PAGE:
- Rama, the prince and king of Ayodhya, appeared in the Treta Yuga. Rama is a commonly worshiped avatar in Hinduism, and is thought of as the ideal heroic man. His story is recounted in one of the most widely read scriptures of Hinduism, the Ramayana. While in exile from his own kingdom with his brother Lakshman and his wife Sita, Sita was abducted by the demon king of Lanka, Ravana. He invaded Lanka along with the Vanara Sena and frees Sita after killing Ravana.
- Krishna, was the eighth son of Devaki and Vasudev. Krishna is the most commonly worshiped deity in Hinduism and an avatar in Vaishnava belief. His name means 'dark' or 'attractive', and he appeared in the Dwapara Yuga alongside his brother Balarama and was the central character of the Bhagavad Gita, the most published Hindu canon. He is mentor to Arjuna, delivering him the Gita at the Battle of Kurukshetra. He is often depicted playing the murali and having a mischievous spirit. The disappearance of Krishna coincided with the beginning of Kali Yuga.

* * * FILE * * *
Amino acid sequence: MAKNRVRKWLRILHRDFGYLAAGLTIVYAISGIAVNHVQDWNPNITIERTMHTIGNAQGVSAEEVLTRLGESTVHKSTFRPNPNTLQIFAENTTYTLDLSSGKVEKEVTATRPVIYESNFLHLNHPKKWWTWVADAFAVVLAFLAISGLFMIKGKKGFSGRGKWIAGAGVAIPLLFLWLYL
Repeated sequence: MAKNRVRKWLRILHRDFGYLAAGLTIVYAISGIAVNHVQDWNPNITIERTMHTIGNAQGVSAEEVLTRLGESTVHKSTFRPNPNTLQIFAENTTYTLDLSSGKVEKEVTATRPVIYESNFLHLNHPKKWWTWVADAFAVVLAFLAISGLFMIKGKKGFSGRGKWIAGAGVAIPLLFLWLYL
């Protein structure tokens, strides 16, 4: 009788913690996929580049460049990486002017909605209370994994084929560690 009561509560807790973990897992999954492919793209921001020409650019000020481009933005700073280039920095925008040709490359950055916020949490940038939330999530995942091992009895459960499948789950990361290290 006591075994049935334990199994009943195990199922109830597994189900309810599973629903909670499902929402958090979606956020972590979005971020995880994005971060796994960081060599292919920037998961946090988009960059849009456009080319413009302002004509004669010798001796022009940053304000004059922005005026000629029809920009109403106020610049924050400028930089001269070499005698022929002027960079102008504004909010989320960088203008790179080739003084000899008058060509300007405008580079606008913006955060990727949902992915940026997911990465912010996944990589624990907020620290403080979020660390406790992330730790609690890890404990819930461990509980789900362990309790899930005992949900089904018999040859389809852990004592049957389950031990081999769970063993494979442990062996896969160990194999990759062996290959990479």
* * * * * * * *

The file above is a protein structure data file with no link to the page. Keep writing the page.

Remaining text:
- Gautama Buddha, The Buddha is described in important Hindu scriptures, including almost all the major Puranas. It is considered that not all of them refer to the same person: some of them refer to other persons, and some occurrences of "buddha" simply mean "a person possessing buddhi"; most of them, however, refer specifically to the founder of Buddhism. Although in some sub hindu religions of India Balarama is considered as 9nth avatar of vishnu but he was an avtar of Shesha (a huge snake who serves as bed of vishnu), according to legends shesha first took human form of Lakshmana and when vishnu was about to be incarnated as Krishna, Sheesha told vishnu that in his previous form (Lakshmana) he was not able to have a disciplinary control over him because vishnu was elder to him (Rama), so vishnu allowed Sheesha to be incarnated before him and hence Balarama was born.